At the equilibrium price of $0.50 per drinking glass, the quantity demanded is 1,000. The government places a $0.50 tax on the glasses. At the new price, only 700 glasses are demanded. The price that consumers pay for a drinking glass is now $0.75, and the producers now receive $0.25 per drinking glass. Because of the tax, the quantity demanded and produced is less now. Calculate the deadweight loss from the new tax.

Deadweight Loss Graph showing tax deadweight loss StudySmarterFig. 8 - Tax Deadweight Loss Example

\(\hbox {DWL} = \frac {1} {2} \times \$0.50 \times (1000-700)\)

\(\hbox {DWL} = \frac {1} {2} \times \$0.50 \times 300 \)

\(\hbox {DWL} = \$75 \)

Deadweight Loss - Key takeaways

  • Deadweight loss is the inefficiency in the market due to overproduction or underproduction of goods and services, causing a reduction in the total economic surplus.
  • Taxation, monopolies, price floors, and price ceilings are some of the things that can cause deadweight losses.
  • The formula for calculating deadweight loss is \(\hbox {Deadweight Loss} = \frac {1} {2} \times \hbox {height} \times \hbox {base} \)

Frequently Asked Questions about Deadweight Loss

The area of deadweight loss is the reduction in the total economic surplus due to the misallocation of resources. 

When producers overproduce or underproduce, it can cause shortages or surpluses in the market which causes the market to be out of equilibrium and creates deadweight loss.   

Deadweight loss can happen because of market failure due to the existence of externalities. It can also be caused by taxation, monopolies, and price control measures. 

An example of deadweight loss is setting a price floor and decreasing the quantity of the goods being bought and sold which reduces the total economic surplus. 

The formula for calculating the triangular area of deadweight loss is 1/2 x height x base.  

Final Deadweight Loss Quiz

Question

What is a deadweight loss?

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Answer

Deadweight loss is the inefficiency in the market due to the overproduction or underproduction of goods and services (misallocation of resources) causing a reduction in the total economic surplus.

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Question

What is another name for deadweight loss?

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Answer

Efficiency loss

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Question

What creates deadweight loss?

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Answer

When producers overproduce or underproduce, it can cause shortages or surpluses in the market which causes the market to be out of equilibrium and creates a deadweight loss.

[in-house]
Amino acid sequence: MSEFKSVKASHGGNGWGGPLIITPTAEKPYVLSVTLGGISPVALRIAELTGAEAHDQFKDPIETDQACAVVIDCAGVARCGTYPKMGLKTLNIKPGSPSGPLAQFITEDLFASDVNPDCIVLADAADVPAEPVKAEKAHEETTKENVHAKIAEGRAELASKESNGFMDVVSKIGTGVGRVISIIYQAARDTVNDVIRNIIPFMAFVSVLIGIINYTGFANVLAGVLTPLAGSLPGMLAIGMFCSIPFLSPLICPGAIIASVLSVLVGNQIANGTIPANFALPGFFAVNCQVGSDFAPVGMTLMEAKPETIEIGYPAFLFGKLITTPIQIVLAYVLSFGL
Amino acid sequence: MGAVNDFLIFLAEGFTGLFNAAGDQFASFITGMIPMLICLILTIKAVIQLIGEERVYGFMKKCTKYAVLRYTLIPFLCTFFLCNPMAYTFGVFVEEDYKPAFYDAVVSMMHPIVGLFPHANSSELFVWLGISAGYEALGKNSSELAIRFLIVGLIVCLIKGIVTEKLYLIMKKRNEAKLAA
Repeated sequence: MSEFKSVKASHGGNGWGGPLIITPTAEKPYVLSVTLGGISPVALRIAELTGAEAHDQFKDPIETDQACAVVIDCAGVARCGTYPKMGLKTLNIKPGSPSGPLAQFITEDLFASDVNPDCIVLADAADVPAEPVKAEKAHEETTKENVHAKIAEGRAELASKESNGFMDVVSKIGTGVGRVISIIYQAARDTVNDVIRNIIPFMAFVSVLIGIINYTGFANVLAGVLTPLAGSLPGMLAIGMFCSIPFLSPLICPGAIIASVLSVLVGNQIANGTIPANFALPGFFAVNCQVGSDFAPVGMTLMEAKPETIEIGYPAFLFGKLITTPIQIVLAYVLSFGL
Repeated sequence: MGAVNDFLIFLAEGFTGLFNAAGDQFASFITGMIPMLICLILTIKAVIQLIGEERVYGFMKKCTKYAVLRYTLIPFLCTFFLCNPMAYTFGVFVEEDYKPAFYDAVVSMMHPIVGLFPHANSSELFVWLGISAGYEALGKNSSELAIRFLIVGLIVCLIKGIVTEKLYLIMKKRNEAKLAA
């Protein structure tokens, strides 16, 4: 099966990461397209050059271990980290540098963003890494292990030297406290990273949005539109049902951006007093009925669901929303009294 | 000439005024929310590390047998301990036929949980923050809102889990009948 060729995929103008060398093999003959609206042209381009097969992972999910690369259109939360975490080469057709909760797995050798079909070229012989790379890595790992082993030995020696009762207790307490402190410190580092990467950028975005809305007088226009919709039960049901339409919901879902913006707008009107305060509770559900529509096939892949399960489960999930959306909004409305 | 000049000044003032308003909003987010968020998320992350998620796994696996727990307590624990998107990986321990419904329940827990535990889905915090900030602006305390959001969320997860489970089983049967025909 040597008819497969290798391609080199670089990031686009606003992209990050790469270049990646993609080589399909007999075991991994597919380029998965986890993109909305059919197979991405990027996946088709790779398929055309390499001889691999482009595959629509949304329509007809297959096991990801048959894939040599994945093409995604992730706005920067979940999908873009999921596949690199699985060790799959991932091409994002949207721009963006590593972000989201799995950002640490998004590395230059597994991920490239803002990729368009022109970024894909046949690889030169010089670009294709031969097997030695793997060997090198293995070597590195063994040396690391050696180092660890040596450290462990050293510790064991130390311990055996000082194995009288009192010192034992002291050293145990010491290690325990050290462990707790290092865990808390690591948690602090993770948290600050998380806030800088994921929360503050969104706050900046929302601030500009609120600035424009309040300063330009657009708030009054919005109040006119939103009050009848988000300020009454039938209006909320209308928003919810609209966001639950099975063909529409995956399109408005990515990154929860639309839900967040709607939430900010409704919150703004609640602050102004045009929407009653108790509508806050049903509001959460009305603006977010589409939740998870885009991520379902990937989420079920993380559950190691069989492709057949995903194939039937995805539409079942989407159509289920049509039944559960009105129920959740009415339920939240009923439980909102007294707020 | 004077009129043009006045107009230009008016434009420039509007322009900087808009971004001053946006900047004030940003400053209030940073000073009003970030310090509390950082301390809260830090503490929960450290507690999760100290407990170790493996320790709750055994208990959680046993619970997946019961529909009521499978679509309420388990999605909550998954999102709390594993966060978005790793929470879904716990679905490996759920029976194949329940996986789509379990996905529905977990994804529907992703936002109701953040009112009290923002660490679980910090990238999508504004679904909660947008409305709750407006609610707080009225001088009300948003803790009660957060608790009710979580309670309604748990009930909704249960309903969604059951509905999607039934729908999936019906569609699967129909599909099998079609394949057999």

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Question

What is consumer surplus?

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Answer

The difference between the highest price that a consumer is willing to pay for a good and the market price of that good. 

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Question

What is producer surplus?

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Answer

The difference between the lowest price a producer is willing to receive for a good and the price they receive.

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Question

When market supply does not equal market demand, the market is ____.

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Answer

out of equilibrium / inefficient.

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Question

Deadweight loss is the result of what?

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Answer

Taxation, monopolies, price floors, and price ceilings can cause deadweight loss. Externalities (market failures) will also lead to deadweight loss.

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Question

What are 3 situations that could produce a deadweight loss?

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Answer

Taxation, monopolies, price floors, and price ceilings

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Question

Why do monopolies create deadweight loss?

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Answer

Because they do not produce where price equals marginal cost but they produce where marginal cost equals marginal revenue while charging a higher price. This creates inefficiency because consumers demand less quantity at the higher price.